Figure 7b. Delineation of constructed Treatment BMPs must include downslope routing (subsequent source patch) of
water should capacity of infiltration BMP be exceeded.
site delineation examples
FIGURE 7
Load Reduction Planning Tool (LRPT) v 2 Technical and User Guidance Document STEP 4. ASSIGN HYDROLOGIC ROUTING CONTRIBUTIONS The user estimates the percentage of flow across boundaries from source patches to receiving patches (or offsite). By definition, each patch is a source patch and must therefore have a minimum of one flow connection to either an adjacent patch or offsite. If there is only one flow connection, then by definition the fraction of routing is 100%. If there are multiple connections, the user must estimate the routing percentages between connected patches based on a combination of (1) topographic and structural data and (2) length of the shared boundaries between the patches. The routing percentages are determined for each source patch and must sum to 100%. Figure 9 illustrates the estimate of the percentage of flow across patch boundaries. The user always begins with the upslope (upgradient) patch on the site and indicates the flow percentages directly on the patch‐delineated site map. With the site sloped to the north as shown in Panel B, 100% of the runoff from Patch 2 is routed to Patch 1. In turn, 100% of the runoff from Patch 1 is routed offsite. Figure 8 examples increase in complexity to illustrate the assignment of percentage of flow across adjacent patch boundaries. Panel C. Patch 1 shares flow boundaries with (i.e., is a source patch to) both Patch 2 and Patch 3. Based on the length of the shared boundaries, it is estimated 70% of the runoff from Patch 1 is discharged to Patch 2 and the remaining 30% is discharged to Patch 3. Patch 2 discharges 100% to Patch 3, which in turn discharges 100% offsite. Panel D. Patch 1 discharges 100% to Patch 2, which discharges 100% to Patch 3. Patch 3 discharges 100% offsite. Panel E. Patch 1 shares flow boundaries with Patch 2 and the offsite region. Based on the relative length of the shared boundaries, the user estimates 70% of the runoff is routed to Patch 2 and the remaining 30% is routed offsite. Patch 2 discharges 100% to Patch 3, which in turn discharges 100% offsite to the east. The final product of STEPs 3 and 4 is a plan view map of the site scenario with a series of spatially distinct patches, flow direction between patches and ultimately to offsite areas, and percent contribution of flow from each source patch to each receiving patch. The user will need to extract specific information from the site delineation map including patch surface type, patch area (ft2), the source to receiving patch flow links, and relative flow percentages for input into the LRPT spreadsheet tool. For Treatment BMPs additional sizing information is required. Refer to Appendix A for a simple site example for both pre and post improvements to better illustrate STEPS 1‐4. Final November 2010 p. 24 of 52 C.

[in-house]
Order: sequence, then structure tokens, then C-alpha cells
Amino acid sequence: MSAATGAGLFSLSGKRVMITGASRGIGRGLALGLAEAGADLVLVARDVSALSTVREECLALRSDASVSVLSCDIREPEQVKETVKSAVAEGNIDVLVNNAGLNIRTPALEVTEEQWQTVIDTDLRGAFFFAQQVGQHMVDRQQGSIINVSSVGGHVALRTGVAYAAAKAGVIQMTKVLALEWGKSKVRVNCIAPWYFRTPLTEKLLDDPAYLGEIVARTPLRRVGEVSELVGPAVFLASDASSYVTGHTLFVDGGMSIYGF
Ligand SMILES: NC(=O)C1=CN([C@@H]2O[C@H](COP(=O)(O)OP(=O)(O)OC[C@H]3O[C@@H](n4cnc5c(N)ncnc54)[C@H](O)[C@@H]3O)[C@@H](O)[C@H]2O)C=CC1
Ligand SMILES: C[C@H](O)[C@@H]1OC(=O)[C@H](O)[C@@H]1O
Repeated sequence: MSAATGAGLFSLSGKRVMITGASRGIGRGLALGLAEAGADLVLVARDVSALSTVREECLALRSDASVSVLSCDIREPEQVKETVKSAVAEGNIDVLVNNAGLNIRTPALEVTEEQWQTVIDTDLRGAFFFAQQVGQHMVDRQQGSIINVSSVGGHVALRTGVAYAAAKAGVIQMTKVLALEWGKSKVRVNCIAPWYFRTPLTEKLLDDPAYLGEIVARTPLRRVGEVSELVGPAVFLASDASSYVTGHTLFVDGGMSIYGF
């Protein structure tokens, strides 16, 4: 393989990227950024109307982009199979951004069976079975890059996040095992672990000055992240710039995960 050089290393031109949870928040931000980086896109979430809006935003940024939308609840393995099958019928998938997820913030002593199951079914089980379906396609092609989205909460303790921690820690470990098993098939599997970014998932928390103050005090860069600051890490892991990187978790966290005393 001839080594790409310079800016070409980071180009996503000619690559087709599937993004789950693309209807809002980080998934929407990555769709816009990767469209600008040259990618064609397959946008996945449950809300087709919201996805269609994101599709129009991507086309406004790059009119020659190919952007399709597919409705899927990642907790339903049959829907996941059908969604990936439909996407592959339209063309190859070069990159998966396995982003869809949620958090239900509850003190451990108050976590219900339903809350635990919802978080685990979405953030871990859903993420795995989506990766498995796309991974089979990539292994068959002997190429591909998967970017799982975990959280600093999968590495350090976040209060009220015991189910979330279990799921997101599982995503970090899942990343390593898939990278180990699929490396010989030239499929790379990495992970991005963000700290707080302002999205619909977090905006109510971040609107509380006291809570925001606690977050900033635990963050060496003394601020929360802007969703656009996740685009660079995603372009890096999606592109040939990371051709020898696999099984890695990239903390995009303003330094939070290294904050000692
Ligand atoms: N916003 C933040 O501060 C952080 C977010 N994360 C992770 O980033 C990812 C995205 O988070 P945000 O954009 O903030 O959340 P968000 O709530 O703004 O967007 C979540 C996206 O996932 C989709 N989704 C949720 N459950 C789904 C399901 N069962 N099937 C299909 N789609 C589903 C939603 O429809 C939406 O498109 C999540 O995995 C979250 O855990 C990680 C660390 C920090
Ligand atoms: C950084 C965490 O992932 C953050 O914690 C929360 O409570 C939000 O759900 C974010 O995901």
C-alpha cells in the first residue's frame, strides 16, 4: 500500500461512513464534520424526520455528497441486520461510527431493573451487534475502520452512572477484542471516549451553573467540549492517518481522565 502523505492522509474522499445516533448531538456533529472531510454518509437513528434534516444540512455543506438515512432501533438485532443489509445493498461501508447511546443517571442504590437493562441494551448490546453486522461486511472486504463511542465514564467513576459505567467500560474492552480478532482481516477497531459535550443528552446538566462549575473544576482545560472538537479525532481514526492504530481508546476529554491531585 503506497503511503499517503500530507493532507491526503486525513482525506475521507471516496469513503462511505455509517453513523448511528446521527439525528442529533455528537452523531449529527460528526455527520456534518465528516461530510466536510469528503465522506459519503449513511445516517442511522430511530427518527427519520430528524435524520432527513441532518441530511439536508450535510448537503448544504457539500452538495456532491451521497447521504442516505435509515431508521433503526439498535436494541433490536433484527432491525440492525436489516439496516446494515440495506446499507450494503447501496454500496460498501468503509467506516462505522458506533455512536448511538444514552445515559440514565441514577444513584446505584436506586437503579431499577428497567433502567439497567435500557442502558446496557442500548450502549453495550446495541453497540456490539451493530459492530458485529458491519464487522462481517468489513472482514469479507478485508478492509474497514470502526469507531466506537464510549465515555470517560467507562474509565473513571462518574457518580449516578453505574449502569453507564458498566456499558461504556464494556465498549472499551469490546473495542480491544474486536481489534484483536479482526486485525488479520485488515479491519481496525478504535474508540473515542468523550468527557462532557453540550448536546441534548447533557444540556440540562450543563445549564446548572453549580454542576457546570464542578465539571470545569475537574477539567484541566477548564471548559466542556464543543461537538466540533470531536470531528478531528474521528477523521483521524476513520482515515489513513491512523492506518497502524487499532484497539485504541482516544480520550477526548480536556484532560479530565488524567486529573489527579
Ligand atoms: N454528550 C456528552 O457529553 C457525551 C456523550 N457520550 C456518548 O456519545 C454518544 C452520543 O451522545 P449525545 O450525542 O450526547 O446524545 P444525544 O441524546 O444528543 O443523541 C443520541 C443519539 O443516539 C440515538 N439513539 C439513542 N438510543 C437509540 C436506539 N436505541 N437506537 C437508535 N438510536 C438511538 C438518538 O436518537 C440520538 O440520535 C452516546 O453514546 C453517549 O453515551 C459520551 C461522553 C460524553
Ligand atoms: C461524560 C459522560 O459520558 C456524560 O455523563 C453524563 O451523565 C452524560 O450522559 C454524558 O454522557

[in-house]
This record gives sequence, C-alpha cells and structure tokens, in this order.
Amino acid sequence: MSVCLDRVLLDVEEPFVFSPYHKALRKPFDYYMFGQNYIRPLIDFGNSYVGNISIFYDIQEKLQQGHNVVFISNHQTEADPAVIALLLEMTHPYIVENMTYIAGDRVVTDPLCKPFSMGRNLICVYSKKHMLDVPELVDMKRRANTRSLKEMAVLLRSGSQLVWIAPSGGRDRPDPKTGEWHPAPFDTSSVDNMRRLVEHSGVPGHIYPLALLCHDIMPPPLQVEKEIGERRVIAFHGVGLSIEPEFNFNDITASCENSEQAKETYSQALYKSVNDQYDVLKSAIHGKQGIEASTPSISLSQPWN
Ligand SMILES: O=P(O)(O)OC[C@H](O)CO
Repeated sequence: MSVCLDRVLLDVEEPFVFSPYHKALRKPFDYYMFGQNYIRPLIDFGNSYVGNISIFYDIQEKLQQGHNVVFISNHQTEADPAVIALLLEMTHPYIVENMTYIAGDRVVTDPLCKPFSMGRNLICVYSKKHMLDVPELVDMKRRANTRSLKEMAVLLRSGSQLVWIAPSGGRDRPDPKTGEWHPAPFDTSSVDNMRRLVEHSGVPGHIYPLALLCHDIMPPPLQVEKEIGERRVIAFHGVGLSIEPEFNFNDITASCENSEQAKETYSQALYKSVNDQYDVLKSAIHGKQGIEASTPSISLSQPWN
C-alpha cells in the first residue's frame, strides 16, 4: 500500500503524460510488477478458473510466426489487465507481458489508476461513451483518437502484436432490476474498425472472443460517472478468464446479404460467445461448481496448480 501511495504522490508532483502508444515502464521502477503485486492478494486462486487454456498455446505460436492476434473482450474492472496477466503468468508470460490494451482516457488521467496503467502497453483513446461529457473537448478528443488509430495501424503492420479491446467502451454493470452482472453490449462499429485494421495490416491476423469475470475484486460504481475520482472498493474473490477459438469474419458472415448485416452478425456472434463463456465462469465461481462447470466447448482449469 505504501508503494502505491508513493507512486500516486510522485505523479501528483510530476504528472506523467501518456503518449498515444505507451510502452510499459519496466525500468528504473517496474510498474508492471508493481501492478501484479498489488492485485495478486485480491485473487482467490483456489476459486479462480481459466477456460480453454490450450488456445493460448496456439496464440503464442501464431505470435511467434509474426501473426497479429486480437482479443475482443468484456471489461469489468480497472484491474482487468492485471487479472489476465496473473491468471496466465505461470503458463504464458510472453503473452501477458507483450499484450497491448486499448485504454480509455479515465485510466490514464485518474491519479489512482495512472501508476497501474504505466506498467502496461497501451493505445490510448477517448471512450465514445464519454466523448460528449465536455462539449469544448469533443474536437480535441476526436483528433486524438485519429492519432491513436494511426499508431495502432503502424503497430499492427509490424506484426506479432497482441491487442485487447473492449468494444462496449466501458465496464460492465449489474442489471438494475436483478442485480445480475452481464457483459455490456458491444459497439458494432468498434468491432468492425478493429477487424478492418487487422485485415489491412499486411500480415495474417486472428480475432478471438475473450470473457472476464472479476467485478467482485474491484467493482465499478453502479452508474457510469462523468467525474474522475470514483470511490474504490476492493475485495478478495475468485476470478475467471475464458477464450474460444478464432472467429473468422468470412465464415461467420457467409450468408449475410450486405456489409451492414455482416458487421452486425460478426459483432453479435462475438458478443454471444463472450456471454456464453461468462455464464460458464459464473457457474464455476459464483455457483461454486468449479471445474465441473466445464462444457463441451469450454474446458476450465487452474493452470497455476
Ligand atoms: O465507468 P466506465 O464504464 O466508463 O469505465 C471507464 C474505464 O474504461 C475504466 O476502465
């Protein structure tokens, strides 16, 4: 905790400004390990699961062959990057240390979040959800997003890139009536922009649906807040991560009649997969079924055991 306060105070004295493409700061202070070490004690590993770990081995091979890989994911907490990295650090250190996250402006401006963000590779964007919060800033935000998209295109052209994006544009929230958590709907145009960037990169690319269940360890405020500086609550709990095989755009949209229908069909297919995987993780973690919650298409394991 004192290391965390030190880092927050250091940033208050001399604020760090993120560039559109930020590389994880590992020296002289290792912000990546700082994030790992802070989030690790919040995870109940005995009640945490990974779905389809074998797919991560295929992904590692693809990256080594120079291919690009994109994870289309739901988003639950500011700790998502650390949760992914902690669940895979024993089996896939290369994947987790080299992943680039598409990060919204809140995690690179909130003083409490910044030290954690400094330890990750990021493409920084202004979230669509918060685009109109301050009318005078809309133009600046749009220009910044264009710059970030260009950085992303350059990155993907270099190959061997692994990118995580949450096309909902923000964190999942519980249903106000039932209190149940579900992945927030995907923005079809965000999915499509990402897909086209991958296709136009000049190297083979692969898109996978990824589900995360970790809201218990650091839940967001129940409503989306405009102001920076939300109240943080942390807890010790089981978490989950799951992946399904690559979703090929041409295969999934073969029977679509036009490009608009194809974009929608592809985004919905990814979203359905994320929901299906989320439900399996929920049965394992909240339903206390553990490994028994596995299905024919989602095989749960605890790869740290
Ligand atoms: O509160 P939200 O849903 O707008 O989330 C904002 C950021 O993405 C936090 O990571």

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flow percentage examples
FIGURE 8
Load Reduction Planning Tool (LRPT) v 2 Technical and User Guidance Document STEP 5. POPULATE LRPT INPUT TABLES AND RUN SIMULATION User guidance on how to populate the LRPT Input Tables is provided below. Screenshots are provided as reference for each Input Table, and in some instances the complete Input Tables may not be displayed below due to space limitations (indicated by dashed arrow). A detailed tutorial is provided as Appendix A using an example site to demonstrate the functionality of LRPT to the new user. OPEN LRPT MS EXCEL FILE LRPT is a visual basic application implemented in a Microsoft Excel spreadsheet with the name ‘LRPTV2.xlsm’. The program has been tested in the 2007 version of MS Excel and may not function properly in other versions of MS Excel due to changes in VBA from one version of Excel to another. Users are permitted to change data in the Input Tables, but the rest of the sheet is locked for editing and users cannot view the macro code that runs the application. Both of these measures are intended to reduce the potential for users to unintentionally cause errors in the program. LRPT is locked for editing, so users should save it as a new file for each new site evaluation. For LRPT to run, users must ensure that macros are enabled in Excel. 1.